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stickman

espressobin power consumption

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Since I don't have one unit yet and the information related to this board is scarce, I'd like to ask if someone who owns one could test what the power budget for the board is. In Marvell's github wiki there is the following mention:

 

Quote

The innovative and unique architecture ofthe ARMADA 3700 family performs up to 7,000 CoreMarks under 1Watt, delivering unprecedented performance-to-power and performance-to-cost index in the embedded market.

 

It would be really great if under load and with all the network ports connected to gigabit the board only took 1W@12V.

 

I found a script in github that would help to reduce power usage:

 

https://github.com/MarvellEmbeddedProcessors/main/wiki/Power-Saving-Script

 

Thanks for you help. Depending on the results I may have a solution for one project where I need to use a dual-lan board with low power consumption.

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Power consumption of espressobin during the boot process is between 4.5 - 5.0 W.

I am running Armbian on SD - idle power consumption is 3.0 W (ondemand governor).

Consumption rises to 3.6 W while compiling source code using both kernels ...

(Armbian already runs perfectly stable)

root@espressobin:# cat /proc/version
Linux version 4.4.73-mvebu64 (root@devel) (gcc version 5.4.0 20160609 (Ubuntu/Linaro 5.4.0-6ubuntu1~16.04.4) ) #9 SMP PREEMPT Sun Jun 25 22:02:55 CEST 2017

root@espressobin:# cpufreq-info 
cpufrequtils 008: cpufreq-info (C) Dominik Brodowski 2004-2009
Report errors and bugs to cpufreq@vger.kernel.org, please.
analyzing CPU 0:
  driver: cpufreq-dt
  CPUs which run at the same hardware frequency: 0 1
  CPUs which need to have their frequency coordinated by software: 0 1
  maximum transition latency: 50.0 us.
  hardware limits: 200 MHz - 1000 MHz
  available frequency steps: 200 MHz, 250 MHz, 500 MHz, 1000 MHz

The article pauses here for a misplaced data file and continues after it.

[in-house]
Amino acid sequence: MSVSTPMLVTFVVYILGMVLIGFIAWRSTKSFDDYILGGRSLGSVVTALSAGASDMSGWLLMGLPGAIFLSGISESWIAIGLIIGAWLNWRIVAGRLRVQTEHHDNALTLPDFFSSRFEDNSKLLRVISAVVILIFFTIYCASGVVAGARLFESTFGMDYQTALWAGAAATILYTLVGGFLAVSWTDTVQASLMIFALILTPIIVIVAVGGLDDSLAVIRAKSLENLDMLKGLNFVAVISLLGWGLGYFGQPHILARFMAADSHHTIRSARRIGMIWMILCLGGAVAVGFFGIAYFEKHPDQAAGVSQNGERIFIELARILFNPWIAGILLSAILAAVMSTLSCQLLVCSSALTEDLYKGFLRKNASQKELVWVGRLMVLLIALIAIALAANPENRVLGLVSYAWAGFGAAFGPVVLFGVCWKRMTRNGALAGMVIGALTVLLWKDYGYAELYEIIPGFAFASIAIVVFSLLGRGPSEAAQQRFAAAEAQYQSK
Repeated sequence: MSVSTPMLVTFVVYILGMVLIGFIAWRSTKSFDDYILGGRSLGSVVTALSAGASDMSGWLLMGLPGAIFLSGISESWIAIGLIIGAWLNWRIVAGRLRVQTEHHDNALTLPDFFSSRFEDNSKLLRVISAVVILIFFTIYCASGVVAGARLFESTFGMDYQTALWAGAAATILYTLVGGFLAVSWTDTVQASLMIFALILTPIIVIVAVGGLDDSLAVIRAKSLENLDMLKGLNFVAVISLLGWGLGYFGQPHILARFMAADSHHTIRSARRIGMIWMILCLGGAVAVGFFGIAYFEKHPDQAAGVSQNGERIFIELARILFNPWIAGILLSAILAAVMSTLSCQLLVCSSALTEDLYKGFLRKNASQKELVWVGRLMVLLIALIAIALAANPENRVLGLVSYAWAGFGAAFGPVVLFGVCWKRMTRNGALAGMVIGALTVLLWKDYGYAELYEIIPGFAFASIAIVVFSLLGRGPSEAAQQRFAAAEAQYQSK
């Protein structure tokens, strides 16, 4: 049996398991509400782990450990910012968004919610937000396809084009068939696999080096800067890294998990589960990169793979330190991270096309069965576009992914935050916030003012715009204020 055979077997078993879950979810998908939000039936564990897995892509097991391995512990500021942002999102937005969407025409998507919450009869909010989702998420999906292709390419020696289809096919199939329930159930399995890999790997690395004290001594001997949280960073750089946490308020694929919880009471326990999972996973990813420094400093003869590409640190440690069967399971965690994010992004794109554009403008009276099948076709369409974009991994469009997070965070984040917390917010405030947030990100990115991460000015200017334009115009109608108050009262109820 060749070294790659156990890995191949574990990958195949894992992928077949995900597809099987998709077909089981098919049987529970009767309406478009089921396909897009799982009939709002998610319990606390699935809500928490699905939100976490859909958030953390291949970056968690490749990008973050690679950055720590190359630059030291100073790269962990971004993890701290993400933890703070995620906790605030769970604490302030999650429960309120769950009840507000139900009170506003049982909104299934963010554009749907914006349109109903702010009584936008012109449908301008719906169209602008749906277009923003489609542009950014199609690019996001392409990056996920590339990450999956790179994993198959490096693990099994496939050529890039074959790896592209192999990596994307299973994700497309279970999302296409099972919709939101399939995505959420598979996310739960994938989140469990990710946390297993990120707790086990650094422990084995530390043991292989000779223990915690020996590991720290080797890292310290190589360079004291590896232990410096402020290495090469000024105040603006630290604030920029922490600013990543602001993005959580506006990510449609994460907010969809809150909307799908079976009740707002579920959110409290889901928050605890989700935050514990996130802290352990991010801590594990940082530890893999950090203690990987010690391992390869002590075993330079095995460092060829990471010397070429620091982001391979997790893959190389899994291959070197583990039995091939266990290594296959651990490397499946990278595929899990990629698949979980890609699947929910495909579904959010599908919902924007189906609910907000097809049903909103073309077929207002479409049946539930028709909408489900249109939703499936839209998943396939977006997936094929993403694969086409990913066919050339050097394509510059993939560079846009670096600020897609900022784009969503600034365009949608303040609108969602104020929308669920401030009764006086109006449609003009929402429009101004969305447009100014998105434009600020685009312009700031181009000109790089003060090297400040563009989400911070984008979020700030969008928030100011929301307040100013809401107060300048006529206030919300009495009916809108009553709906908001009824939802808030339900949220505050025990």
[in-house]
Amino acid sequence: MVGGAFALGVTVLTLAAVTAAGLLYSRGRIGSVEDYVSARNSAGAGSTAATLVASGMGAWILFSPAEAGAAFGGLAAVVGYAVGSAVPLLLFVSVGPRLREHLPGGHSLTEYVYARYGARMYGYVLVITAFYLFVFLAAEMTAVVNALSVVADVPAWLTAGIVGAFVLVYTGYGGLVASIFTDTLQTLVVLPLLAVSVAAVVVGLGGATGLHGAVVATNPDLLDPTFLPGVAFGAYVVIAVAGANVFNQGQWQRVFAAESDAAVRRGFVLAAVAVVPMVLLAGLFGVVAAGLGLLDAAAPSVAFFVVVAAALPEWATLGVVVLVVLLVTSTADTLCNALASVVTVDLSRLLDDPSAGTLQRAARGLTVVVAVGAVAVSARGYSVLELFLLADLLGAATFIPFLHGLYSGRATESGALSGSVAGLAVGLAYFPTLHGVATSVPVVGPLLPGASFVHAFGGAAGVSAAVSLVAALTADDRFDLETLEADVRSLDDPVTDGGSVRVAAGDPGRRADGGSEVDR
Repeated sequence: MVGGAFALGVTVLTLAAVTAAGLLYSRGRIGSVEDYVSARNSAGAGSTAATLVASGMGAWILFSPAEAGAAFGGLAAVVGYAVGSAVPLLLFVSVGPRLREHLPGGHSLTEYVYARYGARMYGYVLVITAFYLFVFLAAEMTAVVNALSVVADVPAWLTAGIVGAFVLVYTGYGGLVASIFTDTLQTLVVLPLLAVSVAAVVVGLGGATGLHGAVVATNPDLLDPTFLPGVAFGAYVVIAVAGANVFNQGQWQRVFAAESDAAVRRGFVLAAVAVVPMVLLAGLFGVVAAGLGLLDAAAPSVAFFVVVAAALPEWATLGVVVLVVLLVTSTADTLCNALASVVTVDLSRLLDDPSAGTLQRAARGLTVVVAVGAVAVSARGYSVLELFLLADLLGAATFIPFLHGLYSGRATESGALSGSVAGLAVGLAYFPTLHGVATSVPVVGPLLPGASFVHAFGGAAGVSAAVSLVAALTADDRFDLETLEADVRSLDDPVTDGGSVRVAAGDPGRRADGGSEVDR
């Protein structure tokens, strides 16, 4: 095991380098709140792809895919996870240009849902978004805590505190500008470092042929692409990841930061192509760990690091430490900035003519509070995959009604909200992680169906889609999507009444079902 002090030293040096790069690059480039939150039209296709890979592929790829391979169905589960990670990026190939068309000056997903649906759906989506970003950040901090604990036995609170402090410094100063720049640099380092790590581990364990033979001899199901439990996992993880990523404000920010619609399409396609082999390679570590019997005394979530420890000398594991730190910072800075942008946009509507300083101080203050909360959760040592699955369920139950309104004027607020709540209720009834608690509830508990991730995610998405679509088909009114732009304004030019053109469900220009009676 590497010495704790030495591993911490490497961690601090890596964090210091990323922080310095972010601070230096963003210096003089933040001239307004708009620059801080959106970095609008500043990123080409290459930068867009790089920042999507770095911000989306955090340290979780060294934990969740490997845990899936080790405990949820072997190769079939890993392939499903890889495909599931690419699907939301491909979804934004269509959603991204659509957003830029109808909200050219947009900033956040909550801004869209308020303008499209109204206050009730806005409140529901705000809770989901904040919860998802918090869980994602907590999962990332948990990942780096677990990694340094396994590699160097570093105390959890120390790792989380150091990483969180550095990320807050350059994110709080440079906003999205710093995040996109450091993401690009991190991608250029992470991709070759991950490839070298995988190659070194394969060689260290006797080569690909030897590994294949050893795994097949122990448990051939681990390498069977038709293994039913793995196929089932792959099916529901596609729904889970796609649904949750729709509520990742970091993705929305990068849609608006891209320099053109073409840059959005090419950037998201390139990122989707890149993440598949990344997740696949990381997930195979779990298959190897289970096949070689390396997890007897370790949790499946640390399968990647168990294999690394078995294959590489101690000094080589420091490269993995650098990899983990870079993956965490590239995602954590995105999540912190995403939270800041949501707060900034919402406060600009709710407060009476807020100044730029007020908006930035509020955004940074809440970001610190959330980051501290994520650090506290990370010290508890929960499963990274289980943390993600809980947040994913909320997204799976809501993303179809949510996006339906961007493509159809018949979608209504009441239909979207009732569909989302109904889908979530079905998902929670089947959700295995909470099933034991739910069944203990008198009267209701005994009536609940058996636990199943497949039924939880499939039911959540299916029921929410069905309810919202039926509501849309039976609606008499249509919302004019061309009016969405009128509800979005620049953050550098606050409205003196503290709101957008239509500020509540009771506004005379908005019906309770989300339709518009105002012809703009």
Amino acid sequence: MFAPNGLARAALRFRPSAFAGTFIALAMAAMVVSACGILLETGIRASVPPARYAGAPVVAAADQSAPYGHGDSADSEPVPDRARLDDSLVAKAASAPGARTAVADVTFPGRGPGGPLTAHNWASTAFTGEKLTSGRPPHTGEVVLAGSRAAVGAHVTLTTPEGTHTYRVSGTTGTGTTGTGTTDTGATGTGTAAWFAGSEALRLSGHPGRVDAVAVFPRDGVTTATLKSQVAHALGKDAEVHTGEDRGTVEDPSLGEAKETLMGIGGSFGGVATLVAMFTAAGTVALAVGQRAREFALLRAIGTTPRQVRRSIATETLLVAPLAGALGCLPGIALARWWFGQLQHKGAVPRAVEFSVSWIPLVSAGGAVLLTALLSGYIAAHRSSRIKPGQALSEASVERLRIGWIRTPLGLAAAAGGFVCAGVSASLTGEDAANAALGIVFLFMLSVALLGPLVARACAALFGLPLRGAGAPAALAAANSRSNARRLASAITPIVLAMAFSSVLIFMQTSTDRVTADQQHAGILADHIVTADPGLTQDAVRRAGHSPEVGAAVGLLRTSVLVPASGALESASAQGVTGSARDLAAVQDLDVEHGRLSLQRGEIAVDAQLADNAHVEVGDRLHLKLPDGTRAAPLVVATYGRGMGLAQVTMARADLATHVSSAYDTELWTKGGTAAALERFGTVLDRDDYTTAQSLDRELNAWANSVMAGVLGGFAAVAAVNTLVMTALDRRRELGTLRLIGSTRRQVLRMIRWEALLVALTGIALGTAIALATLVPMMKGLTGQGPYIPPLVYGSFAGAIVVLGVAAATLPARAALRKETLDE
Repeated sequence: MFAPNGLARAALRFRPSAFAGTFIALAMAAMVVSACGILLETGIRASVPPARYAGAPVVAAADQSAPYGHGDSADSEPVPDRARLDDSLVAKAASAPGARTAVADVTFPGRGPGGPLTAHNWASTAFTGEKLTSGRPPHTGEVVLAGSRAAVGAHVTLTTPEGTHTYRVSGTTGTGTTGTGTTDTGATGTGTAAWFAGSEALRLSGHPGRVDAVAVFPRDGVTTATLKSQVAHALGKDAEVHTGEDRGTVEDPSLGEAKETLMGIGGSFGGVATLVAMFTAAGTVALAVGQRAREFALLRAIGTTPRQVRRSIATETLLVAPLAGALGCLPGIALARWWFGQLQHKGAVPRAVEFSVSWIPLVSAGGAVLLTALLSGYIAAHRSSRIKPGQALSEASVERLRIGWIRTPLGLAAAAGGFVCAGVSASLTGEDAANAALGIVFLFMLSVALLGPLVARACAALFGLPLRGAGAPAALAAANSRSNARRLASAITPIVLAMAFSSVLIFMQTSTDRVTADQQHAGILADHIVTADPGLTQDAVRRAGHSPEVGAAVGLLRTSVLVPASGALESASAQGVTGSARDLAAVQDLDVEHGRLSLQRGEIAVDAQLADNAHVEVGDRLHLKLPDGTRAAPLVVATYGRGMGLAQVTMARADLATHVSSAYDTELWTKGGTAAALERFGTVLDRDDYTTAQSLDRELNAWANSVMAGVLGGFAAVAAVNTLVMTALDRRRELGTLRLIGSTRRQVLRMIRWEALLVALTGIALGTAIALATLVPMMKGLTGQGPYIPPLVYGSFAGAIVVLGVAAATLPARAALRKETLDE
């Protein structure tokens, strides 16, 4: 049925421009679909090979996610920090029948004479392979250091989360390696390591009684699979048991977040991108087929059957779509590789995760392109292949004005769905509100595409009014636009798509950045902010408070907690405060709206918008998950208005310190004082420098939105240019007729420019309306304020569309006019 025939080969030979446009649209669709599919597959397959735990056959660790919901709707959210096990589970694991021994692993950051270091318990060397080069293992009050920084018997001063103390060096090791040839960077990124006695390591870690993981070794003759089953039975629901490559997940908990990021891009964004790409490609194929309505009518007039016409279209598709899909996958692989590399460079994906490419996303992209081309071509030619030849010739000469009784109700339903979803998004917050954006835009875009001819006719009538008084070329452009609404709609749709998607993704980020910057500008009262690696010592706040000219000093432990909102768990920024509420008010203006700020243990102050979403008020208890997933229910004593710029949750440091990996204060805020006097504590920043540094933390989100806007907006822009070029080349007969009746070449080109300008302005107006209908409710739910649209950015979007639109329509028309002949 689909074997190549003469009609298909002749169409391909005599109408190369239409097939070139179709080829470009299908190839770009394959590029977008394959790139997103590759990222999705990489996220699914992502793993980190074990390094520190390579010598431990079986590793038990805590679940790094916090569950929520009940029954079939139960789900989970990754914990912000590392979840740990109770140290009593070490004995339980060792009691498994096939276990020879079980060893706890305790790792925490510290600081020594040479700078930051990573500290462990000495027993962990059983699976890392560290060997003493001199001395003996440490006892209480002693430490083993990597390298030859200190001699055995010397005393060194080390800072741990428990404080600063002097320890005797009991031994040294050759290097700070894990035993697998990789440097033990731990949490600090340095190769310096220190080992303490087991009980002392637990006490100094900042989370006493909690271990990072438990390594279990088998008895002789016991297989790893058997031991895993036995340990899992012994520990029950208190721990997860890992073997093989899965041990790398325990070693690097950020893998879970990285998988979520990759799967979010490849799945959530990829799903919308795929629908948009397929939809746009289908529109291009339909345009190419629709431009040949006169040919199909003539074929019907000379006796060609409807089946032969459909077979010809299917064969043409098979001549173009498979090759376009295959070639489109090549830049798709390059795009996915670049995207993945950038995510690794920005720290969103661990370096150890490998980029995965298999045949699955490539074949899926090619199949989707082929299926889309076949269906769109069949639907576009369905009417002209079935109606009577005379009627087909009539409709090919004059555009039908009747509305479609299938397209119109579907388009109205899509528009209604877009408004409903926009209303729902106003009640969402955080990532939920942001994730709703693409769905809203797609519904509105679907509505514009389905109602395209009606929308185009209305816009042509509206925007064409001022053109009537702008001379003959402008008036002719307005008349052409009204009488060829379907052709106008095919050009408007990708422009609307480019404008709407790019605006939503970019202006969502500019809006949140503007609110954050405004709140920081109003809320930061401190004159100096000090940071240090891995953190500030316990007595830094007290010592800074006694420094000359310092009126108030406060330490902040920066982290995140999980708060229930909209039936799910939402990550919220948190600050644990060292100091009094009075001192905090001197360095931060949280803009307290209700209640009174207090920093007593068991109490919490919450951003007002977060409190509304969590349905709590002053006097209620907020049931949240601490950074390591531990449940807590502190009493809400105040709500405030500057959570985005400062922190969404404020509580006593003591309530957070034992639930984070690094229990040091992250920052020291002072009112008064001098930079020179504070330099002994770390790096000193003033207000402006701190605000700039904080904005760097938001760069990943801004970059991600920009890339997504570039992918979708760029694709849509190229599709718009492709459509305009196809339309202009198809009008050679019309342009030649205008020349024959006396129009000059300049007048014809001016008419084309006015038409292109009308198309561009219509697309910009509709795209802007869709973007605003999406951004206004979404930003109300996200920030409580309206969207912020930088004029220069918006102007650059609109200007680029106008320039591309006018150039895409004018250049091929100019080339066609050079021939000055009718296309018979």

available cpufreq governors: conservative, userspace, powersave, ondemand, performance
  current policy: frequency should be within 200 MHz and 800 MHz.
                  The governor "ondemand" may decide which speed to use
                  within this range.
  current CPU frequency is 250 MHz.
  cpufreq stats: 200 MHz:83.97%, 250 MHz:8.44%, 500 MHz:7.09%, 1000 MHz:0.51%  (998)
analyzing CPU 1:
  driver: cpufreq-dt
  CPUs which run at the same hardware frequency: 0 1
  CPUs which need to have their frequency coordinated by software: 0 1
  maximum transition latency: 50.0 us.
  hardware limits: 200 MHz - 1000 MHz
  available frequency steps: 200 MHz, 250 MHz, 500 MHz, 1000 MHz
  available cpufreq governors: conservative, userspace, powersave, ondemand, performance
  current policy: frequency should be within 200 MHz and 800 MHz.
                  The governor "ondemand" may decide which speed to use
                  within this range.
  current CPU frequency is 250 MHz.
  cpufreq stats: 200 MHz:83.97%, 250 MHz:8.44%, 500 MHz:7.09%, 1000 MHz:0.51%  (998)

 

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On 21/7/2017 at 8:04 PM, lupus said:

Power consumption of espressobin during the boot process is between 4.5 - 5.0 W.

I am running Armbian on SD - idle power consumption is 3.0 W (ondemand governor).